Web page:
Here I am, small as ever:

holloway overhung with ancient trees n Cornwall

smaller than the smallest

blade of emerald or deep pine

or thinnest fringe of blue-

grey foliage edging the park—

A planet climbs the skies

to intercept the larger arc

of sun as though a hand pulled

back the string and tensed the bow:

so small though visible to the naked

eye, its progress through the ether.

And when it’s passed, at head

and nock of the arrow my small

heart trembles still: which is

kindness, which suffering?

The hand that tries to learn

is gesturing still: how all

things, restless, scintillate

—as in a dream.


In response to small stones NYC (101) (102).

Tall Ships

holloway overhung with ancient trees n Cornwall
This entry is part 47 of 55 in the series Morning Porch Poems: Spring 2012


They come over the water into the harbor
as crowds jostle for a view from the ferry,
tall ships from across the world— enactment
of some yearly ritual of crossing that dates

back to a world when kings and statesmen of new
empires leaned over tentative maps unscrolled on
library tables. Their pale, excited fingers traced
the zig-zag journey across months, across a chain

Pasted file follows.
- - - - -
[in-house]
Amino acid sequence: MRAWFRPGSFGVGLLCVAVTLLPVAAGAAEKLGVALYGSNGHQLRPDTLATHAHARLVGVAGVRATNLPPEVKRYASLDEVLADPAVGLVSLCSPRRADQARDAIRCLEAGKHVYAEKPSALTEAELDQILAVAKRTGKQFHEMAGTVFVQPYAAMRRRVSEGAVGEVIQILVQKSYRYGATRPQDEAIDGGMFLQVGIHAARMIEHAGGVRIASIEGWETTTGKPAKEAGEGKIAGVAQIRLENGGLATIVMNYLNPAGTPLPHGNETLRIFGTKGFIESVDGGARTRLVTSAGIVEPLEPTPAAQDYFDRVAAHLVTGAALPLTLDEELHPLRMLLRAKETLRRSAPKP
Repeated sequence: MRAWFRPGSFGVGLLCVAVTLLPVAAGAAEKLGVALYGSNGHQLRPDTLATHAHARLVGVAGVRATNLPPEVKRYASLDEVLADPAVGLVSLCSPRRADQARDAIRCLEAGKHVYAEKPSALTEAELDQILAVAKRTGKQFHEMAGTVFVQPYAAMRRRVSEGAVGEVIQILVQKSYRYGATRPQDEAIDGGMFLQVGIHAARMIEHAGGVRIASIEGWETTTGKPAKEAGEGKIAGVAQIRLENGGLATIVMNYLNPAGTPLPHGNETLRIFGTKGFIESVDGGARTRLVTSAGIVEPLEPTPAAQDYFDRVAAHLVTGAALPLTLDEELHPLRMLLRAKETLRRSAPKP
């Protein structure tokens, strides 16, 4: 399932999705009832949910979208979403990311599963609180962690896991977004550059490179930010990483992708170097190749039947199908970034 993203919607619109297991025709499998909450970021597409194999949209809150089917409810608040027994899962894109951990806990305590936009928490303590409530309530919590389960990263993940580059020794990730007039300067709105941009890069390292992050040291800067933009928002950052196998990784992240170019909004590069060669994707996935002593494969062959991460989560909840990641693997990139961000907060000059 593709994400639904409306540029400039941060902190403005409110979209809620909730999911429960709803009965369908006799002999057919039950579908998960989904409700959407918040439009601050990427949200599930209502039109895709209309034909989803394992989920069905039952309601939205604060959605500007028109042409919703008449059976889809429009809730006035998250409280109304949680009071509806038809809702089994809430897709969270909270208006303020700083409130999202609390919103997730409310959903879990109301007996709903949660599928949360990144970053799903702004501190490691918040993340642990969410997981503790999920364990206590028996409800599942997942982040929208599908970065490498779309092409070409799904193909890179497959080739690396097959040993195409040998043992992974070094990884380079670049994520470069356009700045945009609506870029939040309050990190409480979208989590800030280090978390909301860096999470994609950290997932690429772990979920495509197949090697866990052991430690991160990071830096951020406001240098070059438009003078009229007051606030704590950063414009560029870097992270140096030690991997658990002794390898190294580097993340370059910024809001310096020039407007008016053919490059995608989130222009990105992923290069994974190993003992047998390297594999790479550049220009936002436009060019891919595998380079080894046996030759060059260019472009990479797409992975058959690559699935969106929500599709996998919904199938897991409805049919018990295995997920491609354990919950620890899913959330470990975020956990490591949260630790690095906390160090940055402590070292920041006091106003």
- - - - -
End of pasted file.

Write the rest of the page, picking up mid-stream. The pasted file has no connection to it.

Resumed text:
of inked islands to some vaster expanse where the sun
might, conceivably, never have to set— And their
sailors: how different might they have been, really,
from these young men in optic white from Brazil,

Colombia, Ecuador, standing at close attention at the foot
of each gangplank as tourists nervously find their way
up or down, one foothold at a time? Those conquests
might now go under the name of history: the ones

that launched Magallanes’ ships toward some idea
of the spice islands, so that today, every grocery
store in the northern hemisphere has whole shelves
listing with fenugreek, coriander, and anise,

and salts in shades that range from white to pink
and grey— the ones that gave the archipelago
of my dreams and birth, the name of a Spanish king.
Sailors climb the masts and fly the festive

banners and the crests signifying their own
native origins. And after all, this is still
about territory: the way each boat’s carefully
berthed, the way we move from one to another

as though to test or bring tribute, knowing
the waters that slap against each hull can be more
jealously coveted— for oil, for nutrient life,
for passage to safeguard into that uncertain future.


In response to an entry from the Morning Porch.


holloway overhung with ancient trees n Cornwall
This entry is part 46 of 55 in the series Morning Porch Poems: Spring 2012


The 280 pound sophomore says, during a pause in the workshop, I go to school, I go to my part time job, I sleep. Sometimes I play games on my computer. Then I do it all over again.

All morning in the Triangle, the workers are setting up tarp, small platforms, brochure holders. Tall ships will ride into the harbor tomorrow, white sails unfurled.

Out of the blue, the landlady writes to ask what the backyard looks like now that the cypress trees have been cut down.